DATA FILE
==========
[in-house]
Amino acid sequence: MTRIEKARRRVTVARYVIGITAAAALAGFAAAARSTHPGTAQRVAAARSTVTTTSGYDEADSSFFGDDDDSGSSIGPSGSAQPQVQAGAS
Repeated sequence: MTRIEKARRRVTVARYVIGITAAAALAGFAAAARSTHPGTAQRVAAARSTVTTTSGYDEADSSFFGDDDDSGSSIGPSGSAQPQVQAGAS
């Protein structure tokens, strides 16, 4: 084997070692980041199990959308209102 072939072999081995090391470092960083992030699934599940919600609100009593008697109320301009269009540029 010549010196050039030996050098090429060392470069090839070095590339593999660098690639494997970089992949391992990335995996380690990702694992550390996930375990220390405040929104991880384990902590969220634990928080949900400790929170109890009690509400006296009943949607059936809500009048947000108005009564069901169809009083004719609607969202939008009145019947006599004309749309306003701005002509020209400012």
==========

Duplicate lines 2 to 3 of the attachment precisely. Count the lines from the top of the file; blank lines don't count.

Amino acid sequence: MTRIEKARRRVTVARYVIGITAAAALAGFAAAARSTHPGTAQRVAAARSTVTTTSGYDEADSSFFGDDDDSGSSIGPSGSAQPQVQAGAS
Repeated sequence: MTRIEKARRRVTVARYVIGITAAAALAGFAAAARSTHPGTAQRVAAARSTVTTTSGYDEADSSFFGDDDDSGSSIGPSGSAQPQVQAGAS